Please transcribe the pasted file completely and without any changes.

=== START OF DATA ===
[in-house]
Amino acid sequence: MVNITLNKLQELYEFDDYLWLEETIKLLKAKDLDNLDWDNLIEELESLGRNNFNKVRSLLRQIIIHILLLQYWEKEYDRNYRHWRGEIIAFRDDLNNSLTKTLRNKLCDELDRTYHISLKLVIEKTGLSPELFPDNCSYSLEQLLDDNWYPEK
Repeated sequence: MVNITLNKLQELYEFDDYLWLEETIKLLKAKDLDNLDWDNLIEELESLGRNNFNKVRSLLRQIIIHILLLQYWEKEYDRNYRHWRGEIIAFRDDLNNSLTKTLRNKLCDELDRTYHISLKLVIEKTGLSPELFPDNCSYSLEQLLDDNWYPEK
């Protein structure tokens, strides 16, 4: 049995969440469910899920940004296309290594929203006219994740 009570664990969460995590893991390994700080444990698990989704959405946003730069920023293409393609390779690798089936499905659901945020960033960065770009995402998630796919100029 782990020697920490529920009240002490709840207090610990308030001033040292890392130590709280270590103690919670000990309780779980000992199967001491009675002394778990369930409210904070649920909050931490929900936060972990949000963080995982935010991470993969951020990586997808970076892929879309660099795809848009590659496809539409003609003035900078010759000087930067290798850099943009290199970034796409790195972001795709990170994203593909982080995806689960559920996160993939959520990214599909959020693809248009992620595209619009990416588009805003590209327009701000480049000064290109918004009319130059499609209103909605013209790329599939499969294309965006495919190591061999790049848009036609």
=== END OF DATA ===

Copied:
[in-house]
Amino acid sequence: MVNITLNKLQELYEFDDYLWLEETIKLLKAKDLDNLDWDNLIEELESLGRNNFNKVRSLLRQIIIHILLLQYWEKEYDRNYRHWRGEIIAFRDDLNNSLTKTLRNKLCDELDRTYHISLKLVIEKTGLSPELFPDNCSYSLEQLLDDNWYPEK
Repeated sequence: MVNITLNKLQELYEFDDYLWLEETIKLLKAKDLDNLDWDNLIEELESLGRNNFNKVRSLLRQIIIHILLLQYWEKEYDRNYRHWRGEIIAFRDDLNNSLTKTLRNKLCDELDRTYHISLKLVIEKTGLSPELFPDNCSYSLEQLLDDNWYPEK
């Protein structure tokens, strides 16, 4: 049995969440469910899920940004296309290594929203006219994740 009570664990969460995590893991390994700080444990698990989704959405946003730069920023293409393609390779690798089936499905659901945020960033960065770009995402998630796919100029 782990020697920490529920009240002490709840207090610990308030001033040292890392130590709280270590103690919670000990309780779980000992199967001491009675002394778990369930409210904070649920909050931490929900936060972990949000963080995982935010991470993969951020990586997808970076892929879309660099795809848009590659496809539409003609003035900078010759000087930067290798850099943009290199970034796409790195972001795709990170994203593909982080995806689960559920996160993939959520990214599909959020693809248009992620595209619009990416588009805003590209327009701000480049000064290109918004009319130059499609209103909605013209790329599939499969294309965006495919190591061999790049848009036609």